Schorsch sees the shift in steel production to the developing world, notably China, as a positive development. “Even as we express concerns about the phenomenal growth of the steel sector in China and the role of political forces in driving it, there is no doubt that this reflects a tremendous accomplishment for China and its people. While the link between steel growth and economic development is clearest in China, we increasingly see this pattern in other developing regions, such as South America. Moreover, the growth of the steel industry in such regions represents an infusion of technical and entrepreneurial talent into our industry. The future of our product and our sector is much brighter for it,” he said.
Key sectors including automotive, energy and capital equipment continue to recover well, while the biggest concern in the NAFTA markets remains construction. Schorsch is particularly disappointed with the government’s response to the deteriorating condition of the nation’s roads, bridges, rail system and ports. “Given the high unemployment and the job intensity of major infrastructure projects and the very poor state of infrastructure in the United States, one would think governmental investment in infrastructure would be close to a no-brainer,” he said. “ArcelorMittal, with other companies, is urging the administration and Congress to work together as soon as possible to enact a long-term infrastructure bill with adequate funding to make a dent in both our infrastructure challenge and the still fragile recovery.”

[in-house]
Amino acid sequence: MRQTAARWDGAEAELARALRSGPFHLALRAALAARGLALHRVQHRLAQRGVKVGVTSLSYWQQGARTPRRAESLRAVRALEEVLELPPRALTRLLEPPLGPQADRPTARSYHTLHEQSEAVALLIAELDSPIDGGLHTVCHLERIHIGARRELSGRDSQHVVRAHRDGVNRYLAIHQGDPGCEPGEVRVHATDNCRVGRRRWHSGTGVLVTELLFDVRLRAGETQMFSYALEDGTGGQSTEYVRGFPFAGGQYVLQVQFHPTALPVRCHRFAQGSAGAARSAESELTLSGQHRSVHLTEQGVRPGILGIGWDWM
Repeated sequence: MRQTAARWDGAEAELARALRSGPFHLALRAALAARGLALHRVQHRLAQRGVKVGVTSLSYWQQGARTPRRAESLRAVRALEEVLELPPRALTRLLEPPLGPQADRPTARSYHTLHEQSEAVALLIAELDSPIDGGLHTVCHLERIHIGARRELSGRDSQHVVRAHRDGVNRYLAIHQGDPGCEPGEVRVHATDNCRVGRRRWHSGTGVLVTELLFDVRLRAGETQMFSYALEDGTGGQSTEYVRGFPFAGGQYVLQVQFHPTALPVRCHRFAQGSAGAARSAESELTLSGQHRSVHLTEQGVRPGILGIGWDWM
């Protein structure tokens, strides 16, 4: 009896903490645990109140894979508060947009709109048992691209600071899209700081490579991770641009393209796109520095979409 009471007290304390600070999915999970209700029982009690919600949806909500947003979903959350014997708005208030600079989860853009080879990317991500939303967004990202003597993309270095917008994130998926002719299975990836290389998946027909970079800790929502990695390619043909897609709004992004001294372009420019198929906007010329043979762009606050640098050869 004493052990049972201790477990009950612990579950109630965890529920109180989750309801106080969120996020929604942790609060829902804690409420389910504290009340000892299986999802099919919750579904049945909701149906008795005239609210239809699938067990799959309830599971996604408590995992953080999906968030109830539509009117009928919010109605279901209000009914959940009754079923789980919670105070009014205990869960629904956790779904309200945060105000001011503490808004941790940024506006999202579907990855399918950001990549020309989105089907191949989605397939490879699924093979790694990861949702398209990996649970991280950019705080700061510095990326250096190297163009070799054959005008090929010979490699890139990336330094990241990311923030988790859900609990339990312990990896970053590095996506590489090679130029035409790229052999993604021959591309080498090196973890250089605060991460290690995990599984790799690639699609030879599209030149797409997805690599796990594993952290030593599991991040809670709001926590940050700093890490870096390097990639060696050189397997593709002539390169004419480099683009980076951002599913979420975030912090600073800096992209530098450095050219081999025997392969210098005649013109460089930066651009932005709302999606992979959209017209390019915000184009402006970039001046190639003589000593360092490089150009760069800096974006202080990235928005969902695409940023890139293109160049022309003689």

What factors will shape the full recovery in the steel sector? Nothing is more important than the full recovery of the customer base, he said. Beyond that, he listed several other important themes: First, the industry needs more support from government policies in the U.S. and other countries. “All of us should take responsibility for educating politicians regarding the importance of the manufacturing sector and the essential role of steel. We need a positive policy environment,” Schorsch said.